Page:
The resurgence of Venice’s prized dorona grape

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He realized how the vines wanted to be planted far aside, to permit the roots to develop sideways to keep away from the saltwater; and the way wells needed to be dug lots of of ft deep to succeed in the contemporary water wanted to flush the vineyards. Bisol discovered a medieval monastery on the close by island of Mazzorbo with a walled winery and put to work what he had realized. Ten years and far experimentation later, the primary classic of his Venissa wine was produced.

Gianluca’s son, Matteo Bisol, now oversees operations at Venissa, and he met me off the boat to point out me round Mazzorbo. In distinction to the tumbledown vineyards of San Michele, Venissa is a swanky industrial enterprise – a Michelin-starred restaurant and opulent lodgings have been added to their portfolio in recent times. Nevertheless, they share one in all Laguna nel Bicchiere’s elementary rules. “We’re actually severe in regards to the high quality of the wine,” Matteo advised me. “However for us, it represents one thing means greater: bringing again part of the historical past of Venice to the lagoon after we nearly misplaced this wine.”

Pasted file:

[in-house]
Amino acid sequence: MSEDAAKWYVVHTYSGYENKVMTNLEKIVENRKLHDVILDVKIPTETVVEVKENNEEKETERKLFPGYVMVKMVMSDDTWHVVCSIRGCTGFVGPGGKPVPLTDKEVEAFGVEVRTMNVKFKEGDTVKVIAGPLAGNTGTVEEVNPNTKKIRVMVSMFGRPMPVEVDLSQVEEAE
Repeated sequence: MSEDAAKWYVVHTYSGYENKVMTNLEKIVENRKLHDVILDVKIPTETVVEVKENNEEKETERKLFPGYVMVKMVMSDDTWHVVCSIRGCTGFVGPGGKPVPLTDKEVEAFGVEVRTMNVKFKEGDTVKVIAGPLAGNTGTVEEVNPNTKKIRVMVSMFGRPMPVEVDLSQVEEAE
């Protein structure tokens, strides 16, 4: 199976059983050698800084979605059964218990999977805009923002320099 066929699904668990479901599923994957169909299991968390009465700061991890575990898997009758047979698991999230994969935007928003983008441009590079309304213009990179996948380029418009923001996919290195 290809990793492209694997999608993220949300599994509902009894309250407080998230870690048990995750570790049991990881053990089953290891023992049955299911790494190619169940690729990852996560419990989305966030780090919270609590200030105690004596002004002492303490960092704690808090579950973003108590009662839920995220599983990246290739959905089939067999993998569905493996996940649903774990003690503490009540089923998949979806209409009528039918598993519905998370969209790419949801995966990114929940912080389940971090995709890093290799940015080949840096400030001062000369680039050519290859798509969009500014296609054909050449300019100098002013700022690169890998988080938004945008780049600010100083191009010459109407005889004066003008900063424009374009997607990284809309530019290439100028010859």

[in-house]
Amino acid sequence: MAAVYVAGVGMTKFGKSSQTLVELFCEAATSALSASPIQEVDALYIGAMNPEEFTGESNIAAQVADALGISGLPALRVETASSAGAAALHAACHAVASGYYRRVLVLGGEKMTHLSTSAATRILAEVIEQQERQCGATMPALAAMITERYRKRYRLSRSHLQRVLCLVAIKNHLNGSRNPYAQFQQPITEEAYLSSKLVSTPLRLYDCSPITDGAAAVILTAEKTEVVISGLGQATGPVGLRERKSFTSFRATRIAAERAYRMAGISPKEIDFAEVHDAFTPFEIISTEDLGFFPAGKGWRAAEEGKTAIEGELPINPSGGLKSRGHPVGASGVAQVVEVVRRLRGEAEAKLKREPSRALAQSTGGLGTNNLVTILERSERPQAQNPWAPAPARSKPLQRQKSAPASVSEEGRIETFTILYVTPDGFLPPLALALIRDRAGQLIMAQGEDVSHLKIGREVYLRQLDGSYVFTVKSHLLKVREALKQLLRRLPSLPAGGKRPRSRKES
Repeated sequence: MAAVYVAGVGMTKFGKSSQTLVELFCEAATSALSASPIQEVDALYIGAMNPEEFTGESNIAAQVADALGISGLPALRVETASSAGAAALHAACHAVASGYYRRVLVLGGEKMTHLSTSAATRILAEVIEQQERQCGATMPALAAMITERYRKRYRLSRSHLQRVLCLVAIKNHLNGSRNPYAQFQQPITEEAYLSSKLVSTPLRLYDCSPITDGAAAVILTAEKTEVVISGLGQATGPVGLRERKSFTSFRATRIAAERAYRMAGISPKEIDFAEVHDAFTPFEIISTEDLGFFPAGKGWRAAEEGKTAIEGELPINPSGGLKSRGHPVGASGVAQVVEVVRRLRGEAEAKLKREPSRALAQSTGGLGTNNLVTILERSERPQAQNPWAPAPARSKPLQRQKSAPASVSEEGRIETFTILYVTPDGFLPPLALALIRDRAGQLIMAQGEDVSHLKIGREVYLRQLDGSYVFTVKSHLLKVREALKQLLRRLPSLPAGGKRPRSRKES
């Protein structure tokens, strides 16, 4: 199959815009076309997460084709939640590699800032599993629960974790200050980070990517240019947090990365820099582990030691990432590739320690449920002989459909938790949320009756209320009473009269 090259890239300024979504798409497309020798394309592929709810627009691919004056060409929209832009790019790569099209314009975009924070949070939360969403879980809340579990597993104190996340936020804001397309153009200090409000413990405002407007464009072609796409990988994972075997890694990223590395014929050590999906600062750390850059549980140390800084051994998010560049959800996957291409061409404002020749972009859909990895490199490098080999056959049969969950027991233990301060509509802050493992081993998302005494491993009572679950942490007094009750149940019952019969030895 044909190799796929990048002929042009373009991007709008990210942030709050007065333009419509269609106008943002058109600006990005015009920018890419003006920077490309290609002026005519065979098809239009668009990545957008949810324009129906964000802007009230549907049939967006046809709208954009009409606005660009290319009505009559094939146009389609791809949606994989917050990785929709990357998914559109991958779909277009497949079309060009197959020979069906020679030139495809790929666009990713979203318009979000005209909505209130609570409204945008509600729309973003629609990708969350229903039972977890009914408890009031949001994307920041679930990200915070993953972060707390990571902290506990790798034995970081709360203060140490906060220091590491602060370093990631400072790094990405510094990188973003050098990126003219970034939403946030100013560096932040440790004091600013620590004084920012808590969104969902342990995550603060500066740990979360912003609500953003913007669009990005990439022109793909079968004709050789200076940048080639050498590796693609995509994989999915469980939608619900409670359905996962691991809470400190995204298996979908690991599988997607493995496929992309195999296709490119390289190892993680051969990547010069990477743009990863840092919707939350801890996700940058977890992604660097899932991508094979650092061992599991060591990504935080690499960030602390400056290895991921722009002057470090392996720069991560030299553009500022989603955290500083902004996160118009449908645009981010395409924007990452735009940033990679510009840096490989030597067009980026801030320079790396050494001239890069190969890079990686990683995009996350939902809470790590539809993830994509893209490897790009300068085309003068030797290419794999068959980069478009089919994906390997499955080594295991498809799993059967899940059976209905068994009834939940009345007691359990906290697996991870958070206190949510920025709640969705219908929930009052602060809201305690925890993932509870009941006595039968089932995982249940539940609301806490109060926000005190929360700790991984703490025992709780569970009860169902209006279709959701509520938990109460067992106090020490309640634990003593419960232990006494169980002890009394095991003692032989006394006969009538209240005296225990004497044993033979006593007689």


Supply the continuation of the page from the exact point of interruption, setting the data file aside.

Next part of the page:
The rediscovery of the dorona has ignited a revival in Venetian wine. Laguna nel Bicchiere now grows a mix of dorona and different, non-indigenous, grapes, and produces mixed-grape wines. Venissa’s whites are made with 100% dorona grapes, and their winery is the one one devoted solely to its industrial manufacturing. The constraints of the lagoon imply it’ll all the time stay a boutique enterprise; the property produces 3,500 bottles per 12 months, that are offered primarily within the fast space.

Venissa’s dorona wine has received approval for its full physique and daring, dry style, regarded as very comparable – due to the dorona grape’s distinctive profile and conventional, natural rising strategies – to the wine so prized by the doges. It carries an unmistakable trace of saltiness, and pairs extraordinarily effectively with the lagoon components served in Venissa’s restaurant, like oysters, lavender and Sant’Erasmo honey.

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